Now the home of the Royal Academy of Arts, the origins of Burlington House on Piccadilly go back to the 1660s but it was Richard Boyle, the 3rd Earl of Burlington, who had the property reworked into the Palladian building it is today. 

It was Sir John Denham, Surveyor-General of the King’s Works for King Charles II, who first began building a red brick mansion on the site in the 1660s before he sold the still unfinished building to Richard Boyle, the 1st Earl of Burlington, in about 1667. He completed the house the following year.

Burlington-HouseThe property next underwent major changes during the minority of the 3rd Earl (also Richard Boyle, 1612-1698) – his mother, the 2nd Countess, Lady Juliana, had architect James Gibbs carry out some alterations including the addition of a semi-circular colonnade at the front of the house and reconfiguration of the main staircase.

But around 1717-1718, the 3rd Earl (1694-1753), who himself was something of an architect, commissioned architect Colen Campbell to take over from Gibbs. The property was then reworked to a Palladian design – particularly the southern front of the building and William Kent was summoned to redesign interiors – the surviving interior of the Saloon is credited as the first ‘Kentian’ interior in England.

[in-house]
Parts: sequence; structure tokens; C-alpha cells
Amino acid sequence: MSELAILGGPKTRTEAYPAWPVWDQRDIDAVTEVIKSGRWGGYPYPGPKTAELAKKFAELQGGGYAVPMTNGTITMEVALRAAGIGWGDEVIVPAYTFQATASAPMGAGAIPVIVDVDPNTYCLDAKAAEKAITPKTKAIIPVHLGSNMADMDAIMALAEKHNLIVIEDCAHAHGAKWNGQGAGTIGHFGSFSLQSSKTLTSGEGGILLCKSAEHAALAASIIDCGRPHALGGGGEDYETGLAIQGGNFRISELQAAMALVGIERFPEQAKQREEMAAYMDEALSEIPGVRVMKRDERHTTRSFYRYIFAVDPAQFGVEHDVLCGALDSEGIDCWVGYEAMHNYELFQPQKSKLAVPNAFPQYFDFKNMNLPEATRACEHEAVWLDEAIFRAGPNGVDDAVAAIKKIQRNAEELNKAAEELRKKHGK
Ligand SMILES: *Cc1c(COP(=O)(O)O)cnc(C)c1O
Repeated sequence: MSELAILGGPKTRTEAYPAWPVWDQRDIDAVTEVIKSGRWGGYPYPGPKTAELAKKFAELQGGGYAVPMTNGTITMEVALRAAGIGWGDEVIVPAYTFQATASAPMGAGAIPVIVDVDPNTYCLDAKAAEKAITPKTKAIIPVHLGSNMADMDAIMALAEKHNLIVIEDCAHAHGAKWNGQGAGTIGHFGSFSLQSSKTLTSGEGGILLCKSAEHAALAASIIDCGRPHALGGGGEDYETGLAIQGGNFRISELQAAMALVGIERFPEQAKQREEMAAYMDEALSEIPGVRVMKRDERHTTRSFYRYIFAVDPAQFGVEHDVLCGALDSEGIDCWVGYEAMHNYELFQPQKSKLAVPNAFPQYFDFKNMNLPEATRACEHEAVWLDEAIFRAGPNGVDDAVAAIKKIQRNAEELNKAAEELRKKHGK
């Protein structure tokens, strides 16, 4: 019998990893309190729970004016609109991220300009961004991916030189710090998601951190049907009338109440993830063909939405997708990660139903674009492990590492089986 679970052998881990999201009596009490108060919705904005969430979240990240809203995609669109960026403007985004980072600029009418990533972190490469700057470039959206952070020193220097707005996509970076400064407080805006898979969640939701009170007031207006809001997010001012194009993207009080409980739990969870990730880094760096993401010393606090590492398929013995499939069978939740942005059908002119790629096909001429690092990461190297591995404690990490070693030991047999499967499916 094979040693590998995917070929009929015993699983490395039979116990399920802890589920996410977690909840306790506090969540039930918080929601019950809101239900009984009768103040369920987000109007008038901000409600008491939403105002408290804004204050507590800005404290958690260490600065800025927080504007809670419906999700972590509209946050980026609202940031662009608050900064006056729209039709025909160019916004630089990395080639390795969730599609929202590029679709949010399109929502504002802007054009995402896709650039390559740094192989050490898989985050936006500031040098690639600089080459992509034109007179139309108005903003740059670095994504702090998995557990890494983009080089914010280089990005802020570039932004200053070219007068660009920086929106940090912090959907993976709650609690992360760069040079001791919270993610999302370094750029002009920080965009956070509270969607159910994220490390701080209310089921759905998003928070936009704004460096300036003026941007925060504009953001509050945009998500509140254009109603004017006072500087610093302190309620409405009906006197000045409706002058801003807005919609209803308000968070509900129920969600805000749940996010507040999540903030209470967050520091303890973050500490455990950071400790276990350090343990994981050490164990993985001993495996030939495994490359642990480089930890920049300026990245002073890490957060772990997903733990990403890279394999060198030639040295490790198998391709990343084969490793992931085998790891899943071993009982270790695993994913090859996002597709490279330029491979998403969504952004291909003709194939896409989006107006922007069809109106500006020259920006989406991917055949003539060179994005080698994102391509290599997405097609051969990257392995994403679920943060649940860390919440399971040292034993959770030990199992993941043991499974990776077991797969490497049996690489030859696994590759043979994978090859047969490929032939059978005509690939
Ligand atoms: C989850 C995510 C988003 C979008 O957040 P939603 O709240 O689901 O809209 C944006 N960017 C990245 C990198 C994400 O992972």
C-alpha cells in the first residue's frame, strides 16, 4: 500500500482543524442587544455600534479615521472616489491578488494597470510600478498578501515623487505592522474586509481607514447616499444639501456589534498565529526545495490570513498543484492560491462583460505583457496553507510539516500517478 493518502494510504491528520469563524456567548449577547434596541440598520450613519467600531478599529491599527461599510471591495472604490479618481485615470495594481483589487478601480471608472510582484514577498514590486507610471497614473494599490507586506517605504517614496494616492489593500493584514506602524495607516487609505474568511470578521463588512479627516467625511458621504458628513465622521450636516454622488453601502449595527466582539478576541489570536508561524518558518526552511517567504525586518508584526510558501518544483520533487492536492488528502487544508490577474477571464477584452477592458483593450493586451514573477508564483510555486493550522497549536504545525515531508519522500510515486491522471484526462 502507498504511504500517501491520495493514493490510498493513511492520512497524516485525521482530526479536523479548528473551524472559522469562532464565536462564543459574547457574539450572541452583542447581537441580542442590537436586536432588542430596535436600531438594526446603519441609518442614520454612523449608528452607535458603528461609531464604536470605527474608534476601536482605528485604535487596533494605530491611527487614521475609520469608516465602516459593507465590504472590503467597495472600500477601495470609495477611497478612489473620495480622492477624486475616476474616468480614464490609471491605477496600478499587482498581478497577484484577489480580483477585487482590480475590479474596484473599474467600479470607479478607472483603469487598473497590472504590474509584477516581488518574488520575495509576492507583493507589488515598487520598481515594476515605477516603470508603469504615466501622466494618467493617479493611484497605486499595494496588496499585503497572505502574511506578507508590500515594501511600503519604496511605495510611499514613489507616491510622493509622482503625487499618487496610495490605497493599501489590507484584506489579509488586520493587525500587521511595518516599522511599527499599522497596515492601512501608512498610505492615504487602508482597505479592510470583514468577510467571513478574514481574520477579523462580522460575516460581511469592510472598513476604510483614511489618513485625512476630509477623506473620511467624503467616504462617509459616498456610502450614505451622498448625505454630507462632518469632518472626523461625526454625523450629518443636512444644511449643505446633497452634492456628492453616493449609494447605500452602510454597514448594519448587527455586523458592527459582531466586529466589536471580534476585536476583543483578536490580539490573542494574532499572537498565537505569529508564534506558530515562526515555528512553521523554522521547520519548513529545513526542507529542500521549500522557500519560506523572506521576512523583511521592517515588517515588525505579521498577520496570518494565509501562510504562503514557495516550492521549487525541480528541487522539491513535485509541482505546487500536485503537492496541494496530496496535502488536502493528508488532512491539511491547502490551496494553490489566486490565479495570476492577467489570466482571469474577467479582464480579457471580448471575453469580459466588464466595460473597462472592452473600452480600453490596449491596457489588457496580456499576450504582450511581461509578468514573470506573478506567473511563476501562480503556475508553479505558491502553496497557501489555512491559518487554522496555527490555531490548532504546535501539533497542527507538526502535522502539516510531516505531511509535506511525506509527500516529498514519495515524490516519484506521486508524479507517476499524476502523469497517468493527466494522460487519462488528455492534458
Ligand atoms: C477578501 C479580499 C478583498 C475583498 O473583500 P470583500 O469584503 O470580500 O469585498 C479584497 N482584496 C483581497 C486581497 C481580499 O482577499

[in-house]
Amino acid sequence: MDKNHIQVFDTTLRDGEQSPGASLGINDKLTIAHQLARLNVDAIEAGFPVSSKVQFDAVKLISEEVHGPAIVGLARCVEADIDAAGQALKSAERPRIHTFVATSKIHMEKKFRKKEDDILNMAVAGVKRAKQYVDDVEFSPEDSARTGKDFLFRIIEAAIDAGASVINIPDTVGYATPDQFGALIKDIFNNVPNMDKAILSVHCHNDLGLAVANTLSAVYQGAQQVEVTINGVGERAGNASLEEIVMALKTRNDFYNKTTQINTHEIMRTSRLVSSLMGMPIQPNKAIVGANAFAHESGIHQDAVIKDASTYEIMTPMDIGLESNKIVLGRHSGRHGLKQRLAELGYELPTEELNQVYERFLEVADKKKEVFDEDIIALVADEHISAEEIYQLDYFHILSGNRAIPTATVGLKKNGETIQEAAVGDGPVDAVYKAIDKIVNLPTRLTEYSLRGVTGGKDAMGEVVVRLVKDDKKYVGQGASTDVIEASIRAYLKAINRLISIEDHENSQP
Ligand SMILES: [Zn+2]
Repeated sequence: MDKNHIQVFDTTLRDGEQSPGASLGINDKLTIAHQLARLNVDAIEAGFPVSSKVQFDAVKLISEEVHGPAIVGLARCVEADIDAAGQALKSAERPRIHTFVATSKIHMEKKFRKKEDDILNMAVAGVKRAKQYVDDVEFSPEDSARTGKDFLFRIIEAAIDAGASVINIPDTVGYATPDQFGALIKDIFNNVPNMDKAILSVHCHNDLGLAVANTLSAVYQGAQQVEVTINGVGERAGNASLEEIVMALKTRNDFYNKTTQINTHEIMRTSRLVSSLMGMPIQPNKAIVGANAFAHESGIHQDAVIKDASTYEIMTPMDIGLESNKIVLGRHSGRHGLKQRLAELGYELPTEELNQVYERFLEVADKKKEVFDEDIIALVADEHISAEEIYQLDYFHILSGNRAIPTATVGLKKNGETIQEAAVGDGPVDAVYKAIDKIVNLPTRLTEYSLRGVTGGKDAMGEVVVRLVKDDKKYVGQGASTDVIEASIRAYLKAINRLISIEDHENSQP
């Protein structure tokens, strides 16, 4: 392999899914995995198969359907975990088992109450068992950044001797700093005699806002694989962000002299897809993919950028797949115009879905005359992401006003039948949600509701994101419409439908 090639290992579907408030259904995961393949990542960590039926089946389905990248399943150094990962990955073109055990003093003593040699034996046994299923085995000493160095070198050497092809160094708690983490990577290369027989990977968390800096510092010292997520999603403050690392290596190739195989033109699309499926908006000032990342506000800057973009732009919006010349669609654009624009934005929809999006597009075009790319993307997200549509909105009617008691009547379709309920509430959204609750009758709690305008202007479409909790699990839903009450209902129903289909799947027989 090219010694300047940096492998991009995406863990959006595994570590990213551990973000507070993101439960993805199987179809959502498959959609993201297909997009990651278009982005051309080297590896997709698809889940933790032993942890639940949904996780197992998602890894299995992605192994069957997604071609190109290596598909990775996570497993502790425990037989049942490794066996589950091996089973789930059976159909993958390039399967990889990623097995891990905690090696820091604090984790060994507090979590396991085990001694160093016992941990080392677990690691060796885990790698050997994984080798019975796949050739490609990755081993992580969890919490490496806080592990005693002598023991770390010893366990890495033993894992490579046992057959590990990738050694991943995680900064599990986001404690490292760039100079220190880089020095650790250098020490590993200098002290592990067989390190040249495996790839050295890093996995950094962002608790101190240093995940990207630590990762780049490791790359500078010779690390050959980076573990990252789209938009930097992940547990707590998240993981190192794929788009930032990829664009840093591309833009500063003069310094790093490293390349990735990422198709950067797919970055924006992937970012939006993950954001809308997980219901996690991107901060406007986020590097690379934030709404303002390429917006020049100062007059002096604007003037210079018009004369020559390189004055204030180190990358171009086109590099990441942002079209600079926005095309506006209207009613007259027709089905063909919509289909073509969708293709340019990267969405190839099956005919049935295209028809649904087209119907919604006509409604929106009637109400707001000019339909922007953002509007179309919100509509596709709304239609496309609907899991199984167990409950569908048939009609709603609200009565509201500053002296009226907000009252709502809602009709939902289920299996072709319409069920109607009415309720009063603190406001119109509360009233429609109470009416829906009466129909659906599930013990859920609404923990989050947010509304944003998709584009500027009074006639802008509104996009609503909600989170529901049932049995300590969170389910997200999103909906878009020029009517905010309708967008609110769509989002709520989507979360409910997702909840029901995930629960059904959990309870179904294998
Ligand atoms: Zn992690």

Lord Burlington soon shifted his attention to Chiswick House (see our earlier post here), and on his death in 1753, the house passed to the Dukes of Devonshire before it was eventually purchased by the 4th Duke’s younger son, Lord George Cavendish, around 1812. He had some of the interiors reworked by Kent admirer Samuel Ware, keeping them sympathetic to the Palladian vision.  Four years after the purchase, Burlington Arcade was built along the western side of the premises.

In 1854, the property was sold to the British Government who initially intended demolishing the structure and using the site for the University of London but after strong opposition to the plan, it was occupied by the Royal Society, the Linnean Society and the Chemical Society while the Royal Academy – which had been founded by King George III in 1768 – took over the main block on a 999 year lease in 1867.

The building subsequently underwent further alterations – among them Sidney Smirke added a third floor to the main building – the Diploma Galleries – and the Main Galleries and the Art School on a garden to the north of the house. Later, three story ranges were raised around the courtyard and the three aforementioned learned societies moved into these and were later joined by the Geological Society of London, the Royal Astronomical Society and the Society of Antiquities.

The Royal Society left in 1968 and the British Academy moved in but this august institution moved out in 1998, leaving the building now home to the Royal Academy and the five learned societies, the Geological Society of London, the Linnean Society of London, the Royal Astronomical Society, the Society of Antiquaries of London, and the Royal Society of Chemistry.

More recent works at the property – the last survivor of four townhouses built along Piccadilly in the 1660s – have included a 1991 remodelling of the Diploma Galleries by Norman Foster – now known as The Sackler Wing of Galleries – and the restoration of the former state rooms including The Saloon, reopened as the John Madejski Fine Rooms.